Whether you’re planning a new control room or revamping your current one, you understandably want the end result to work well for your people. In fact, you probably want them to love it. The goal is obvious, but how do you make sure you get there?
So what is the key ingredient in getting the desired results out of a new control room? Success relies on getting input from the people who will be using the control room as well as those who will be working on it.
Having everyone on the same page will help the process move smoothly and will help ensure everyone gets the end result they’re looking for.
Before you start building or remodeling, here is who you should speak with:
The Operators, Dispatchers, or Surveillance Officers
Surprisingly, some of your people won’t want a new control center or any new furniture. Change can be hard, and they may prefer things just the way they are.
On the other hand, there are others who won’t want to wait for the change to happen. They will be excited and will willingly offer their opinions on a no-ask basis.
Whether they’re reluctant about or eager for change, getting input from your people who work 8-12 hours at the consoles is critical. After all, no one will be affected by the change as directly as they will. Listening and learning is probably the best approach when getting a new control room. If your people are part of the conversation and decision, they will have some ownership over the end result. This will help them feel appreciated and empowered.
Input from your supervisors can immensely help simply because they’ve been there. Many supervisors were operators, dispatchers, or surveillance officers in the past, so they know the challenges and understand what is needed. They understand the workflow of the room and can predict what issues may arise. Their opinions and guidance will support the whole team, so be sure to note their advice.
IT Guys and Gals
Behind the scenes (or behind the console), is the IT member ensuring everything keeps working as it should. Your IT people also have knowledge on the trends and changes expected to unfold in the next five years or so, and their input will be invaluable.
Do you keep the CPUs at the console or at a server room? Is there additional software needed around the corner? These are important issues to figure out before you start building the new room.
Monitors are getting bigger, and CPUs are getting smaller. To best design the layout, ask your IT internal experts for their two cents on how to efficiently put everything together. They love this stuff and will be happy to tell you.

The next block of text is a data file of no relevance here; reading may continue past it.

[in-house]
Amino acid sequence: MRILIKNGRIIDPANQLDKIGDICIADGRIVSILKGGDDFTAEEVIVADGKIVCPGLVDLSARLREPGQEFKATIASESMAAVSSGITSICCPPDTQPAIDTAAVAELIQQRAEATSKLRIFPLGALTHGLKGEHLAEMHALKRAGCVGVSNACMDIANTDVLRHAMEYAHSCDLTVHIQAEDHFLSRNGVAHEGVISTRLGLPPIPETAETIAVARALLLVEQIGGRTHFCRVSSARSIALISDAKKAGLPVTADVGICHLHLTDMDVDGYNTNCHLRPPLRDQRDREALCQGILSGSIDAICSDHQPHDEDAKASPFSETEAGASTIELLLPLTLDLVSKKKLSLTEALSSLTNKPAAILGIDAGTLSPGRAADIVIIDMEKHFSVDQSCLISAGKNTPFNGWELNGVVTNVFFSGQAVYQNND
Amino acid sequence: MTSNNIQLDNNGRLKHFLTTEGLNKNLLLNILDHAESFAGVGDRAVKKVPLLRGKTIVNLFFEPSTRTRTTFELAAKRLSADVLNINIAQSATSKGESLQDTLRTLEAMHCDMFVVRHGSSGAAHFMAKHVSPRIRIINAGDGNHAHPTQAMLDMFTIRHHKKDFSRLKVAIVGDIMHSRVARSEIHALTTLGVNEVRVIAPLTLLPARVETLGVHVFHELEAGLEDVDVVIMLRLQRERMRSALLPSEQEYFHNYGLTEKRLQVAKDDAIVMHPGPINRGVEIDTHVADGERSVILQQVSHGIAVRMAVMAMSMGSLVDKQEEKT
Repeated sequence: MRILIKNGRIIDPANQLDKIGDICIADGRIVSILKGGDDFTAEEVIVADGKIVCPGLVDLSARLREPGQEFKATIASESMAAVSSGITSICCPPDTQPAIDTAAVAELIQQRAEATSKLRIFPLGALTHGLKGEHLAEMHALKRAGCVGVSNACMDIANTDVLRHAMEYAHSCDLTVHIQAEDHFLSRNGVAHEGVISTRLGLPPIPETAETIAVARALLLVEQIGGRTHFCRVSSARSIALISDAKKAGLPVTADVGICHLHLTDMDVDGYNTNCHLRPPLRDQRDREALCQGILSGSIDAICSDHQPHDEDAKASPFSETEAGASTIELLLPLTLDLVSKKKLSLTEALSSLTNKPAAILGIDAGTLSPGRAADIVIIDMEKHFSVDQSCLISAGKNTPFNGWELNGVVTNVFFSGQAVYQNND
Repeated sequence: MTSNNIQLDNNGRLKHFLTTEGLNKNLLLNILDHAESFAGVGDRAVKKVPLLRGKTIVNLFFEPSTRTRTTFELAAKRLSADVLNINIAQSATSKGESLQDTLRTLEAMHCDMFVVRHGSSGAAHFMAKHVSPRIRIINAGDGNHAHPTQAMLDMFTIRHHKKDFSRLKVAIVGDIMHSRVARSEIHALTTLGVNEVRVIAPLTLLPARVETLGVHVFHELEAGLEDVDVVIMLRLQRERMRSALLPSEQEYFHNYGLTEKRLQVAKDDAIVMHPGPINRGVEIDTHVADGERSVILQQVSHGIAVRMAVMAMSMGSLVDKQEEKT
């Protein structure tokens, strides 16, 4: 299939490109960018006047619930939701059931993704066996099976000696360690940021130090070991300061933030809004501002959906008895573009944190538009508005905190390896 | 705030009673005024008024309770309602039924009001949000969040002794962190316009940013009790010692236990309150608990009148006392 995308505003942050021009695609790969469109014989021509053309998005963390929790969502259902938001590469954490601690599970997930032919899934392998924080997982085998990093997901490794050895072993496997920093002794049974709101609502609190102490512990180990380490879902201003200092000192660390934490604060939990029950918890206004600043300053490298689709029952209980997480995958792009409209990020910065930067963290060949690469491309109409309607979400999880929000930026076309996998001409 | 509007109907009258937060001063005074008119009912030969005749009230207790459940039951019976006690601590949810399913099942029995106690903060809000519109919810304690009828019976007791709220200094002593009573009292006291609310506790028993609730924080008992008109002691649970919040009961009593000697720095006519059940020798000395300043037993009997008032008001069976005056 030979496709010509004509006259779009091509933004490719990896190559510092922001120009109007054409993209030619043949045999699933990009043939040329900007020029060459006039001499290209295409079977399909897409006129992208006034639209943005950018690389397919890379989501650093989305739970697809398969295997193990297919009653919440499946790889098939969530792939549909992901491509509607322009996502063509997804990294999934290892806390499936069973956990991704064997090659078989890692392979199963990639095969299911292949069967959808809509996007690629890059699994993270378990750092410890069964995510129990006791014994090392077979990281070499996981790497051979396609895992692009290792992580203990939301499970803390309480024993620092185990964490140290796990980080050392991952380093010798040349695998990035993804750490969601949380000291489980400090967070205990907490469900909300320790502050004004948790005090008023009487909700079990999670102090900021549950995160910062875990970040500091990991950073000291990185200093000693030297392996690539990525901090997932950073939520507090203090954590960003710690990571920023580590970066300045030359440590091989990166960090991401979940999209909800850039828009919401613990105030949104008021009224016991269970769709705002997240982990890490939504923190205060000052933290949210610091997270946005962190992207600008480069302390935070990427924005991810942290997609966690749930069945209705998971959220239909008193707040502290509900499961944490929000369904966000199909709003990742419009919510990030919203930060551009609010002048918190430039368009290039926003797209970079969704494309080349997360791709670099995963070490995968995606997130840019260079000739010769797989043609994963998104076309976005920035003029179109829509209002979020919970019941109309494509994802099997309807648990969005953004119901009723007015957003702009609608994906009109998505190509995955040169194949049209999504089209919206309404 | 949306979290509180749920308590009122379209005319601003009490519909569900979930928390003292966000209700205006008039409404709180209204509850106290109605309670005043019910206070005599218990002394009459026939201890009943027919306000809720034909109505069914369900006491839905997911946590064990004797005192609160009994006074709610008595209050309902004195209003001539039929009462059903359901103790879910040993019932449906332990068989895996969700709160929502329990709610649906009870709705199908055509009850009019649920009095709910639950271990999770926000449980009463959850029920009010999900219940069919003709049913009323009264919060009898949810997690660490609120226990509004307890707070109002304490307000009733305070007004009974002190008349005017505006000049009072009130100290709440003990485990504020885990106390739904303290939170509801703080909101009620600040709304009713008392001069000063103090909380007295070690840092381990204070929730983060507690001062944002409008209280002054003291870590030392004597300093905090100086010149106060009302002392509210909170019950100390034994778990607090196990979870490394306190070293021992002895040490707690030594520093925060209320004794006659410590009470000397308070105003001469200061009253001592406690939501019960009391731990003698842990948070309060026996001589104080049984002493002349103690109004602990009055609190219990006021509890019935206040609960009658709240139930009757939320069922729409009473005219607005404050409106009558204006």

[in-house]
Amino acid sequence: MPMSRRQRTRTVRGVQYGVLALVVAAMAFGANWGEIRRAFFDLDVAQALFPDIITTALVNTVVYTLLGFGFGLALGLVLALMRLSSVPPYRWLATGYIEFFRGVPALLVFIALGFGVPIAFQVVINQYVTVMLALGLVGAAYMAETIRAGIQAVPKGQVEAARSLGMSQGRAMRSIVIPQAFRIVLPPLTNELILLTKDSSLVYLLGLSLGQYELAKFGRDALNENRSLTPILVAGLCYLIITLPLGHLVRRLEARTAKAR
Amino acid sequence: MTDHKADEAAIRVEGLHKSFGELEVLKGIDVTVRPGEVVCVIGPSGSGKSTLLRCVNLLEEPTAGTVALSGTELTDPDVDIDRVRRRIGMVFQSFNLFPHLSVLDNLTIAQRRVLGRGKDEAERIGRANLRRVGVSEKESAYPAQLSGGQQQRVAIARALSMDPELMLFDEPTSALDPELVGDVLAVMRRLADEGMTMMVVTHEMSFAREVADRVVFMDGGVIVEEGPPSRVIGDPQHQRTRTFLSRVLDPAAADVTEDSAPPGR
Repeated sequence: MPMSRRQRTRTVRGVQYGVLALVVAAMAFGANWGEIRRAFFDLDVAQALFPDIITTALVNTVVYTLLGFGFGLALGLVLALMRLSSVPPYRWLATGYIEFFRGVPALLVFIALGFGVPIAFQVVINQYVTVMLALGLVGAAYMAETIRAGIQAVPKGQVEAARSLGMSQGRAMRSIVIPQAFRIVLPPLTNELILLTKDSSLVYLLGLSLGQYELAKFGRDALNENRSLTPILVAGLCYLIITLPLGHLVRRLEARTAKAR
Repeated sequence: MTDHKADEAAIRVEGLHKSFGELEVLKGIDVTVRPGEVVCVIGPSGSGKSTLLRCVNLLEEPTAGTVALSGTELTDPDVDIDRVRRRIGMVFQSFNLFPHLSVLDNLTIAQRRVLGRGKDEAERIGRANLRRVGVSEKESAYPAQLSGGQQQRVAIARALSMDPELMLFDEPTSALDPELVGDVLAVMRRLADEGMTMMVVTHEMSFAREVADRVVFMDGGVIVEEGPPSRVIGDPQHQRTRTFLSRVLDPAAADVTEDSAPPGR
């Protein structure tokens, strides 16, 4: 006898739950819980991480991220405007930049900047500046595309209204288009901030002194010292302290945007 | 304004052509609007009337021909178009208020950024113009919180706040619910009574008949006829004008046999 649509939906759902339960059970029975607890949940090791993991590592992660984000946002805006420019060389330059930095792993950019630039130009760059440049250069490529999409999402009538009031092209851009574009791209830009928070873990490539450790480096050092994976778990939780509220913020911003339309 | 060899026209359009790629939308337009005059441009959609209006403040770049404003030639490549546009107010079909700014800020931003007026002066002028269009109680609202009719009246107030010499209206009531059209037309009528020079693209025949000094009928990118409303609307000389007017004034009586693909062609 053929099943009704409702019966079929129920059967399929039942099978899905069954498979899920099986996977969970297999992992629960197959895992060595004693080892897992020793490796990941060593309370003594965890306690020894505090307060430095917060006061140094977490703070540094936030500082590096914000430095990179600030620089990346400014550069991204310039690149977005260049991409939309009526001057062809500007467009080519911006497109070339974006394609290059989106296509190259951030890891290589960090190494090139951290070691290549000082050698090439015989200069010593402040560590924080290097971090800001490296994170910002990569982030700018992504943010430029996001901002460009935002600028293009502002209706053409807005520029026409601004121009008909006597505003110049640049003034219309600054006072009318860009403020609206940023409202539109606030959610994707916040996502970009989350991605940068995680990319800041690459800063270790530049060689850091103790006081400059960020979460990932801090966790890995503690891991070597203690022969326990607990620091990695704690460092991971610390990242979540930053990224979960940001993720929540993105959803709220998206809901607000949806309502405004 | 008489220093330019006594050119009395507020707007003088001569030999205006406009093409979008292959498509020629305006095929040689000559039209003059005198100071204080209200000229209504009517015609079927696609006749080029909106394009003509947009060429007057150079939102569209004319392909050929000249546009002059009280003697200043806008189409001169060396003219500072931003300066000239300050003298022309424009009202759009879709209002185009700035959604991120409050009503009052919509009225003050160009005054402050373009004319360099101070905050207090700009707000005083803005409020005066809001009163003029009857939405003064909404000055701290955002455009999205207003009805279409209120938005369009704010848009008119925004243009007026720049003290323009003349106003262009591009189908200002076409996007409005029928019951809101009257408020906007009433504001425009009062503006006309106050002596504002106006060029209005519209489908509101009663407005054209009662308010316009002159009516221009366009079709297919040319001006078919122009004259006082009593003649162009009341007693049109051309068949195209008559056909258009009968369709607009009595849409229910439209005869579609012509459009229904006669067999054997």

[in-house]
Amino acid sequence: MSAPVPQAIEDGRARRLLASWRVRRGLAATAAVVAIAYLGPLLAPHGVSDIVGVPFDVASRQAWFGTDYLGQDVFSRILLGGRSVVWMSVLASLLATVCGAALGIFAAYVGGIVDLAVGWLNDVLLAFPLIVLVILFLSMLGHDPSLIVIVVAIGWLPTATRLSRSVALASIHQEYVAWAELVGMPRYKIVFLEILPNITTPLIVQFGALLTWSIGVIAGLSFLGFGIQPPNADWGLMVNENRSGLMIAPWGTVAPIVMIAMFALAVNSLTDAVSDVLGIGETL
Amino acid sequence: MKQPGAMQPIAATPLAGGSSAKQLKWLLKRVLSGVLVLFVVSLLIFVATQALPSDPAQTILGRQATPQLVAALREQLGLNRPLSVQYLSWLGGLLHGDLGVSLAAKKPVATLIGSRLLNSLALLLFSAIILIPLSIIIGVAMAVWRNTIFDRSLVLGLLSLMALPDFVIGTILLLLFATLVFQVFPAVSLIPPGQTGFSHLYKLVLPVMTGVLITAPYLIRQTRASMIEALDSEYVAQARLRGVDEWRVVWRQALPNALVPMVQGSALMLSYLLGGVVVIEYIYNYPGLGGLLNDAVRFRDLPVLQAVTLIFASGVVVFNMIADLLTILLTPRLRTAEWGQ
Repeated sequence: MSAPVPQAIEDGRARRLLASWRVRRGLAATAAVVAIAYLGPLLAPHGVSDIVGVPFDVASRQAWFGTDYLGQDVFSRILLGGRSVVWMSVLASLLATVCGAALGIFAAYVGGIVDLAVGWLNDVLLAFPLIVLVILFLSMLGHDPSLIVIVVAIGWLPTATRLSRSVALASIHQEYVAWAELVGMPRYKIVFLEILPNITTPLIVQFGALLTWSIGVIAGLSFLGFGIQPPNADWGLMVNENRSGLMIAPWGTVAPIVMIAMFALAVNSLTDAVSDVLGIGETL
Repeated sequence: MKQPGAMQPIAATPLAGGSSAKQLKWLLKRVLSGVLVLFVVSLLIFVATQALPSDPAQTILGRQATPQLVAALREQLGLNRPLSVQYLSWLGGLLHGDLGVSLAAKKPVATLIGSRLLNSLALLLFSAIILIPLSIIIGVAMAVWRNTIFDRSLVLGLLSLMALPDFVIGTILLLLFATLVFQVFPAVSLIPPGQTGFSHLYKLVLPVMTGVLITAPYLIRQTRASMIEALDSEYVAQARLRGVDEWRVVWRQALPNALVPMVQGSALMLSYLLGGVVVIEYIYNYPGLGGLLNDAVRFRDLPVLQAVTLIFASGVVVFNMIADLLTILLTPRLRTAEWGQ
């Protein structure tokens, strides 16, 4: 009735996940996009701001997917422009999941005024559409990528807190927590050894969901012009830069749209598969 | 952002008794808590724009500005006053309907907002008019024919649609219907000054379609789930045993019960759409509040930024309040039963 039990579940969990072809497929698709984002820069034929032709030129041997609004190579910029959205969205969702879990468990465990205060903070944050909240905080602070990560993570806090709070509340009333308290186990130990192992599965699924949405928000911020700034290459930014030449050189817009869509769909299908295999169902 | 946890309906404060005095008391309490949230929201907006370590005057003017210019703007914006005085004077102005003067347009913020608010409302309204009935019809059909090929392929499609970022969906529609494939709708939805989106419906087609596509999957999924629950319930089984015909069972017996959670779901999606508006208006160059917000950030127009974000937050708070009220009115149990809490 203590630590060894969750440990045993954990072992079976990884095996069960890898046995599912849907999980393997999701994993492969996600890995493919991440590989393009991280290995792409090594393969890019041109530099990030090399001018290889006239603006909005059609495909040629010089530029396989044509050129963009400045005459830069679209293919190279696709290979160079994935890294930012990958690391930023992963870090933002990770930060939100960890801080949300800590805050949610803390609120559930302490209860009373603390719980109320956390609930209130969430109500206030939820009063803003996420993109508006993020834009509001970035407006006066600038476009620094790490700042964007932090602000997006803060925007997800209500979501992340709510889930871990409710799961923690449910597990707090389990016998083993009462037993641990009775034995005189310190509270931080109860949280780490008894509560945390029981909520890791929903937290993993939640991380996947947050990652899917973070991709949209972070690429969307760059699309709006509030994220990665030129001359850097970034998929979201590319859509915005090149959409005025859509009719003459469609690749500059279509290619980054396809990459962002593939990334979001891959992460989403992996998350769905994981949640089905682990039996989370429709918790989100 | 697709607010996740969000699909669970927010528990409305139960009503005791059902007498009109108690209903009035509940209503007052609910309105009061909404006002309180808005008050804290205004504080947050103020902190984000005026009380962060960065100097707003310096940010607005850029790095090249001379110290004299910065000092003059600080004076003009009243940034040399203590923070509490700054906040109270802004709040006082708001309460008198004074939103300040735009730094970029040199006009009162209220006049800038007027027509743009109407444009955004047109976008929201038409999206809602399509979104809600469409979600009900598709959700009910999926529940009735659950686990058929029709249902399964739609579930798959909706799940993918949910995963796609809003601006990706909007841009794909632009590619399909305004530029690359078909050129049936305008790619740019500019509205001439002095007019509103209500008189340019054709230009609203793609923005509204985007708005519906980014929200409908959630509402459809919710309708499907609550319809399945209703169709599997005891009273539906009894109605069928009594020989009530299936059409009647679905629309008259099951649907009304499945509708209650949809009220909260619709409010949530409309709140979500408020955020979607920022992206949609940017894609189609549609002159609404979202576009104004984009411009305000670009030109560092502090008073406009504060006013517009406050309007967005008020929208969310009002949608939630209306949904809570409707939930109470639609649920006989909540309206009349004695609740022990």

Whether it’s an architect for your new building or a designer updating your current control room, getting outside help will ensure that the full picture is taken into consideration. External experts can help with important issues, such as space-planning needs and compliance guidelines. Having their support can provide additional insights that you may not even have thought about. The more qualified eyes you have on a project, the more likely you are to be successful.
Manufacturer Rep and Designer of Consoles
Console representatives and designers are the experts who can help with your console needs. They should be able to provide clarification on modern best practices as well as insight into current industry trends. Utilizing their knowledgeable, well-rounded expertise will allow you to gather key information. They should also provide space-planning knowledge and actual designs/renderings to select from.
Who Do You Start With?
Now you know who you should speak with about your control room design, but where do you start?
There’s not a clear right or wrong answer. Some clients start with the architect, move on to the manufacturer, and then speak with their staff. Others do the exact opposite.
However you start, just make sure you cover all of the bases, get everyone’s input, and keep the communication lines open. This helps keep the pace and the pulse of the project moving along well. In my experience, starting with the operators seems to make the right decisions happen faster, and doing so also allows for greater consensus. At the end of the day, your people working at the consoles are the ones who have to live with the end result. Speaking to them early on will help ensure that they love it.
How Do You Gauge Success?
After the project is done, your people will need time to adjust and adapt. In time, they will love that they are not freezing anymore due to the new heaters at their desks. They’ll enjoy that their new height-adjustable, dual-surface desks are allowing them to view their monitors without killing their necks. They’ll like the fact that the greater amount of space in the room is giving everyone more room for their stuff.
Even with all of the perks, they’ll still need time to adapt and adjust. One facility manager, Chris, shared that after completion of the control room, he wouldn't make any changes for 90 days. This is a brilliant call. He knew that people need time to adapt to changes before any new ones are introduced.
You can use this same concept. After 90 days, gauge if your people are pleased. Does the room provide great benefits on many levels? Does the furniture house the equipment well? Does the room look good? Does everyone seem to love it?
If you take the time to communicate with a strong, supportive team, your new control room should easily be a giant success.